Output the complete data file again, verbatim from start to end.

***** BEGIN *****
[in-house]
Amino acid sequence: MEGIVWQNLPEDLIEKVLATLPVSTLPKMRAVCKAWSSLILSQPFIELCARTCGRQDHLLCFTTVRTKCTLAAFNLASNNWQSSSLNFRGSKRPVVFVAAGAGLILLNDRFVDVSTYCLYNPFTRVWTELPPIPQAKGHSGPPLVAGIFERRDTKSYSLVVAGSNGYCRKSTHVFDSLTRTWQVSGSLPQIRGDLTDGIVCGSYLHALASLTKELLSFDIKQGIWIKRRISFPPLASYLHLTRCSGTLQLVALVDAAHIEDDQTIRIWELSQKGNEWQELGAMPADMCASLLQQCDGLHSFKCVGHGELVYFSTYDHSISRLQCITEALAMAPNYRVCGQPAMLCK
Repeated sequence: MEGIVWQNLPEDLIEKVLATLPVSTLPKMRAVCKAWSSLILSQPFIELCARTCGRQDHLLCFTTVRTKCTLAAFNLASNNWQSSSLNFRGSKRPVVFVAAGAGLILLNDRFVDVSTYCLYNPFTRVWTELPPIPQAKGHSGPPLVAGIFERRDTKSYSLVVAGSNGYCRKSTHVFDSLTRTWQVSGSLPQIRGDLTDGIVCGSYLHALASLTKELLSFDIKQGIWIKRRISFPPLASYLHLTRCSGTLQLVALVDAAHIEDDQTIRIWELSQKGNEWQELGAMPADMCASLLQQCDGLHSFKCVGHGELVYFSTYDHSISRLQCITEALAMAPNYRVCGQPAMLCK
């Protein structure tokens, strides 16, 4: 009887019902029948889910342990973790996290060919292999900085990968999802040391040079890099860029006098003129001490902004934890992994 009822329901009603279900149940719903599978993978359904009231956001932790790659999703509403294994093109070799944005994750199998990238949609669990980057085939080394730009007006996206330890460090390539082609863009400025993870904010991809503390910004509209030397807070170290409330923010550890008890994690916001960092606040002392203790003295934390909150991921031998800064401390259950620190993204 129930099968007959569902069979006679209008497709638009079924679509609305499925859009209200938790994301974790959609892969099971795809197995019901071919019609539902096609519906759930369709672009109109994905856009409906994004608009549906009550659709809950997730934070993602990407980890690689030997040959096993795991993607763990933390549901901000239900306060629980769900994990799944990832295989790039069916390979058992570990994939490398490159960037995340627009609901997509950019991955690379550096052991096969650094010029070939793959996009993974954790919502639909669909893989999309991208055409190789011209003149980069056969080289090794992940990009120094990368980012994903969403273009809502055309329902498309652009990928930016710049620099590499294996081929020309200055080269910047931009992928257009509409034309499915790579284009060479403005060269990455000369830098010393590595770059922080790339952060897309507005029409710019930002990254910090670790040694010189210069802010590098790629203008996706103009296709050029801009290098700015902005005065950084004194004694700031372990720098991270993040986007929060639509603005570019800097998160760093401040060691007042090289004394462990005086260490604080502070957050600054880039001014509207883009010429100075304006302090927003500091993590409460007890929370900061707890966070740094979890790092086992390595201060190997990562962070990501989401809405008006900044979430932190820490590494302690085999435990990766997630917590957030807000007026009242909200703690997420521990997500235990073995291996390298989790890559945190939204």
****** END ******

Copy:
[in-house]
Amino acid sequence: MEGIVWQNLPEDLIEKVLATLPVSTLPKMRAVCKAWSSLILSQPFIELCARTCGRQDHLLCFTTVRTKCTLAAFNLASNNWQSSSLNFRGSKRPVVFVAAGAGLILLNDRFVDVSTYCLYNPFTRVWTELPPIPQAKGHSGPPLVAGIFERRDTKSYSLVVAGSNGYCRKSTHVFDSLTRTWQVSGSLPQIRGDLTDGIVCGSYLHALASLTKELLSFDIKQGIWIKRRISFPPLASYLHLTRCSGTLQLVALVDAAHIEDDQTIRIWELSQKGNEWQELGAMPADMCASLLQQCDGLHSFKCVGHGELVYFSTYDHSISRLQCITEALAMAPNYRVCGQPAMLCK
Repeated sequence: MEGIVWQNLPEDLIEKVLATLPVSTLPKMRAVCKAWSSLILSQPFIELCARTCGRQDHLLCFTTVRTKCTLAAFNLASNNWQSSSLNFRGSKRPVVFVAAGAGLILLNDRFVDVSTYCLYNPFTRVWTELPPIPQAKGHSGPPLVAGIFERRDTKSYSLVVAGSNGYCRKSTHVFDSLTRTWQVSGSLPQIRGDLTDGIVCGSYLHALASLTKELLSFDIKQGIWIKRRISFPPLASYLHLTRCSGTLQLVALVDAAHIEDDQTIRIWELSQKGNEWQELGAMPADMCASLLQQCDGLHSFKCVGHGELVYFSTYDHSISRLQCITEALAMAPNYRVCGQPAMLCK
């Protein structure tokens, strides 16, 4: 009887019902029948889910342990973790996290060919292999900085990968999802040391040079890099860029006098003129001490902004934890992994 009822329901009603279900149940719903599978993978359904009231956001932790790659999703509403294994093109070799944005994750199998990238949609669990980057085939080394730009007006996206330890460090390539082609863009400025993870904010991809503390910004509209030397807070170290409330923010550890008890994690916001960092606040002392203790003295934390909150991921031998800064401390259950620190993204 129930099968007959569902069979006679209008497709638009079924679509609305499925859009209200938790994301974790959609892969099971795809197995019901071919019609539902096609519906759930369709672009109109994905856009409906994004608009549906009550659709809950997730934070993602990407980890690689030997040959096993795991993607763990933390549901901000239900306060629980769900994990799944990832295989790039069916390979058992570990994939490398490159960037995340627009609901997509950019991955690379550096052991096969650094010029070939793959996009993974954790919502639909669909893989999309991208055409190789011209003149980069056969080289090794992940990009120094990368980012994903969403273009809502055309329902498309652009990928930016710049620099590499294996081929020309200055080269910047931009992928257009509409034309499915790579284009060479403005060269990455000369830098010393590595770059922080790339952060897309507005029409710019930002990254910090670790040694010189210069802010590098790629203008996706103009296709050029801009290098700015902005005065950084004194004694700031372990720098991270993040986007929060639509603005570019800097998160760093401040060691007042090289004394462990005086260490604080502070957050600054880039001014509207883009010429100075304006302090927003500091993590409460007890929370900061707890966070740094979890790092086992390595201060190997990562962070990501989401809405008006900044979430932190820490590494302690085999435990990766997630917590957030807000007026009242909200703690997420521990997500235990073995291996390298989790890559945190939204």